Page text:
Taken together, this suggests that we might at least borrow from a rich literature on the role of trust in society when being confronted with the rise of AI. In this regard, I find Niklas Luhmann’s work particularly helpful, including his differentiation between interpersonal trust and trust in systems — or systems trust. Luhmann’s theory of trust offers a number of possible insights, or at least hypotheses, about society’s current uneasiness to rely on trust as a (main) mechanism to cope with the complexity and uncertainty inherent to AI. At least three dimensions are worth highlighting.

  • Trust can be understood as a mechanism that emerges between two ends of a spectrum: “knowing” and “not knowing”. Someone who knows everything doesn’t need to give trust (in German: Vertrauen schenken). Someone who doesn’t know anything can simply hope. Applied to the current state of AI with the massive information asymmetries mentioned before, it seems questionable whether we as individual users or, where systems trust is concerned, the masses of users have reached the necessary equilibrium between “knowing” and “not knowing” in order to be able to activate and rely on trust. The current debates about the need for better user education and increased literacy, enhanced algorithmic transparency, and the introduction of a right to explanation of AI-based systems — often perceived as black boxes — are indicators that some of the preconditions for the formation of trust have not yet been met.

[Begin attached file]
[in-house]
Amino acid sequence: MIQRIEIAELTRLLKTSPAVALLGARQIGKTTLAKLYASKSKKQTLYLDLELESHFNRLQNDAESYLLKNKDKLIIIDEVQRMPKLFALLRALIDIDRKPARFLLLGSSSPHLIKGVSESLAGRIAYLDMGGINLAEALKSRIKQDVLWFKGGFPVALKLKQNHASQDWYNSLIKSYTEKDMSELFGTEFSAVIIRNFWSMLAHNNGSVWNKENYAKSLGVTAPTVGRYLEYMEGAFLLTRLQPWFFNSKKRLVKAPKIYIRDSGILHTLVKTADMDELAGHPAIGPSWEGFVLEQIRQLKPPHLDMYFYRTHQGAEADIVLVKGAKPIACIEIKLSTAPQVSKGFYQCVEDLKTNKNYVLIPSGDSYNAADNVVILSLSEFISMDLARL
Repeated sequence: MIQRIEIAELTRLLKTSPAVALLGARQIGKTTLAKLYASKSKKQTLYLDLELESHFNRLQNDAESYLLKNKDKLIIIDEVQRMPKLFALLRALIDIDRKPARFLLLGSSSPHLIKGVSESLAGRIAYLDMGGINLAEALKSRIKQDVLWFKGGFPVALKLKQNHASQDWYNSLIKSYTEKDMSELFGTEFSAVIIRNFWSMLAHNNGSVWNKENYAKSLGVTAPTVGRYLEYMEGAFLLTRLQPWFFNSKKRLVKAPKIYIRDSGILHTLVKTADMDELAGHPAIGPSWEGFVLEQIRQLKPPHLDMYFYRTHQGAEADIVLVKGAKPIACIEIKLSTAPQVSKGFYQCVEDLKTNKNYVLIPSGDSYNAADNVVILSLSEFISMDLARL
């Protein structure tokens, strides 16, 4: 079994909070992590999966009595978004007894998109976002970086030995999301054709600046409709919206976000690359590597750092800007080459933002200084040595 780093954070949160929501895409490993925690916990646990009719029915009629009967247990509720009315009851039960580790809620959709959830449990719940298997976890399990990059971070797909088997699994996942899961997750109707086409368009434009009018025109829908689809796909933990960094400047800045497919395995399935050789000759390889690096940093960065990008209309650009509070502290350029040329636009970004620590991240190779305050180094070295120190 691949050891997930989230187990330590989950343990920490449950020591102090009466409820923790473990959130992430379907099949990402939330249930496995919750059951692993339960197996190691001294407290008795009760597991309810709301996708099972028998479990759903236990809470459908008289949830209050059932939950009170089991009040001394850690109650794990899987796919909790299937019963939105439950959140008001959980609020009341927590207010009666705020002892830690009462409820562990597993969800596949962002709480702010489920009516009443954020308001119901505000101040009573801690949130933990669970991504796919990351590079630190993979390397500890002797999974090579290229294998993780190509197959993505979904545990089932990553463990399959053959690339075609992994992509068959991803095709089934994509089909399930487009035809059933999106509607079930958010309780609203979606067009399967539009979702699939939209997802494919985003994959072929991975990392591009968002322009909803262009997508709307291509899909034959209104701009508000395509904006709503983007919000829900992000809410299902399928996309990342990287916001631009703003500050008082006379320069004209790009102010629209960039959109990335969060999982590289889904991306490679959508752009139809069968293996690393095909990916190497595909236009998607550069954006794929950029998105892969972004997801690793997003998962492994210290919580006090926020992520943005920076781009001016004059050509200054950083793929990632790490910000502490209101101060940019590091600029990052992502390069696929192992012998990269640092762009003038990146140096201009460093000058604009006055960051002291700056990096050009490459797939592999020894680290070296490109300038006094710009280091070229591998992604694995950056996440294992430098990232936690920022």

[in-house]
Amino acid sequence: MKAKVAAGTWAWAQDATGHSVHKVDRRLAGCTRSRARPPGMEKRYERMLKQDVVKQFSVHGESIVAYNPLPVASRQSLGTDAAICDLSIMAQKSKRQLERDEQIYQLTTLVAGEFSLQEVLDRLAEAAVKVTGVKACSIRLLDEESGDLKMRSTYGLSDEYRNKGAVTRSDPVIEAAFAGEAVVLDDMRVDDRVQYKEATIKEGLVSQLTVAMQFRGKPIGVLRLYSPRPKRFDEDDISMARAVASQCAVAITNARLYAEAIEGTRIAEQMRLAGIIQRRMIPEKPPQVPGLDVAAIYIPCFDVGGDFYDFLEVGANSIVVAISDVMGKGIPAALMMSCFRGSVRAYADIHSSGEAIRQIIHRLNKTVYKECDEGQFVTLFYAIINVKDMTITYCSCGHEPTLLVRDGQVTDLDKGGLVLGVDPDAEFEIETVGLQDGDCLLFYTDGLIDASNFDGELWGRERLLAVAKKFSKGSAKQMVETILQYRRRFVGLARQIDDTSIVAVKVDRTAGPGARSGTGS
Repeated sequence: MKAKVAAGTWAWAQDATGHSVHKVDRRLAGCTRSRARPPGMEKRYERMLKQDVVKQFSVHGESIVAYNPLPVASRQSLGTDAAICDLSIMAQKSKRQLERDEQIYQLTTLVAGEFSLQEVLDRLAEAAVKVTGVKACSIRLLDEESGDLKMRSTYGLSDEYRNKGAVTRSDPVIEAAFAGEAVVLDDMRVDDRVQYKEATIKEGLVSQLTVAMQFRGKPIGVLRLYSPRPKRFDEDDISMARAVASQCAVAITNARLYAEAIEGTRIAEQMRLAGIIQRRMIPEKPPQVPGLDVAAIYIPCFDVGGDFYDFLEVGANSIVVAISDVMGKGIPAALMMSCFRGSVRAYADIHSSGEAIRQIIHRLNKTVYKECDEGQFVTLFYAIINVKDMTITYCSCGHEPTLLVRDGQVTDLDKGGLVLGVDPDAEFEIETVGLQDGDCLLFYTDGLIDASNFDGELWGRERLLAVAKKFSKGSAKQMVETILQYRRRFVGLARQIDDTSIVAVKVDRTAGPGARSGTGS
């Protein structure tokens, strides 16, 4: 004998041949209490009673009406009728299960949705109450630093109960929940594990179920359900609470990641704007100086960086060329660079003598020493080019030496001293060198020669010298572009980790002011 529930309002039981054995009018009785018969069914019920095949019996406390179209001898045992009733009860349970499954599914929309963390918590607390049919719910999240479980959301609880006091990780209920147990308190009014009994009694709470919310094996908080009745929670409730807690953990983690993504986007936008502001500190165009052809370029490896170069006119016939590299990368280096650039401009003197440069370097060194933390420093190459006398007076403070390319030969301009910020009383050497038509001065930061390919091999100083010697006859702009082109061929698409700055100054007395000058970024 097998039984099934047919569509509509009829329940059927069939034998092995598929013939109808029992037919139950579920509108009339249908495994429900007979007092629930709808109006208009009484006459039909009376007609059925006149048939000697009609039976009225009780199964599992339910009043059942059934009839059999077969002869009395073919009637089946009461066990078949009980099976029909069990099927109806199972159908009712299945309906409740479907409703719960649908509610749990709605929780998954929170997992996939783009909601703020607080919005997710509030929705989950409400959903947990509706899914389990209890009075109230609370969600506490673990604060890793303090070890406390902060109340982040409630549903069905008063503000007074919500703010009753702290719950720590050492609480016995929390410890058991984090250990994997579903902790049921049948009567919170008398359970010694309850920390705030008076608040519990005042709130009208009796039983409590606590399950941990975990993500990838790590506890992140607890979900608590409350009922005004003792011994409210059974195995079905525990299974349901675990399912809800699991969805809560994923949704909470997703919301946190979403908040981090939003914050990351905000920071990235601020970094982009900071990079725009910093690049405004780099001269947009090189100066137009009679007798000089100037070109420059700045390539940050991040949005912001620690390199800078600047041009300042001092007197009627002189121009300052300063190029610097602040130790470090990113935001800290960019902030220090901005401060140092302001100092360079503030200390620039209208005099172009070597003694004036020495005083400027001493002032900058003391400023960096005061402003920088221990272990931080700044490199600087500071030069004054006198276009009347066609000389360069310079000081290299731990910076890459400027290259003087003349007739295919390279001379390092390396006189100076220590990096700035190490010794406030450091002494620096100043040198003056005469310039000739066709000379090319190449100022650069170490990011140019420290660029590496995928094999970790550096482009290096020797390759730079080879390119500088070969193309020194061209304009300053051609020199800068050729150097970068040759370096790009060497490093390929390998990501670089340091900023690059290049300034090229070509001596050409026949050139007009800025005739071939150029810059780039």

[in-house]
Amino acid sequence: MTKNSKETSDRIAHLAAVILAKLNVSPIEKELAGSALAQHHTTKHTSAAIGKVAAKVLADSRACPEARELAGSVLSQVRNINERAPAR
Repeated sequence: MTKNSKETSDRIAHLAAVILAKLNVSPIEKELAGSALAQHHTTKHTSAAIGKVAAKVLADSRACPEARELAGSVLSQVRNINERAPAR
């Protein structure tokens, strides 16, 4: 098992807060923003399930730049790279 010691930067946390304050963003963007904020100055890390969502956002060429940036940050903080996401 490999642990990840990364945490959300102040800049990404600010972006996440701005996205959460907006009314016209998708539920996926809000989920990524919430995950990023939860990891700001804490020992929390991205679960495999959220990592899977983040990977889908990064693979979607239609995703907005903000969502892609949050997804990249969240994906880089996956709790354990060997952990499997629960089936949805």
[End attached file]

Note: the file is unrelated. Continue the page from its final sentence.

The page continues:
• Trust also bridges a spectrum between the poles of total control and completely unsupervised “laissez faire”. In interpersonal trust, we have established sophisticated mechanisms and institutions to occasionally check in on the behavior of people we trust — and detect breaches of trust. In complex systems like the world of AI, however, such mechanisms can only be developed within the (technical) system, and not imposed from the outside, as Luhmann’s theory demonstrates. The debates about the need for AI accountability mechanisms as well as attempts by the industry to create monitoring and detection systems — incl. AI guardian systems — to address issues of bias, for instance, suggest that an appropriate degree of control, which is co-constitutive for trust, has yet to emerge.
http://www.afcec.af.mil/News/Photos/igphoto/2000858543/
  • Trust in specific systems, particularly technical systems, are often linked to general trust in other systems, as previous analyses demonstrate. The law — and in the context of information and communication technology, particularly data protection law — is an example of such a trust-supporting system. The basic idea is that the general trust in the availability of legal protections or remedies in cases of violation of trust in the supported system can stabilize the trust in the latter. Again, the contemporary debates about the current state of law as applied to technology and AI — whether in terms of law’s limited effectiveness in a globally networked world or the need to “upgrade” important aspects of the legal system (e.g. liability law) to keep up with AI — indicate that such trust-support is currently not readily available. This, in turn, might hamper the formation of trust in AI and, as a result, slow down the widespread adoption of AI-based technologies.

These observations also suggest, however, that trust in AI should be understood as a function of time. The speed by which information asymmetries can be balanced out, accountability mechanisms developed, and trust-supporting mechanisms introduced, will likely shape the proliferation and adoption of AI-based technologies in everyday life. In that sense, we might not yet trust in AI and all of its manifestations today, but are likely to build trust in it in the foreseeable future.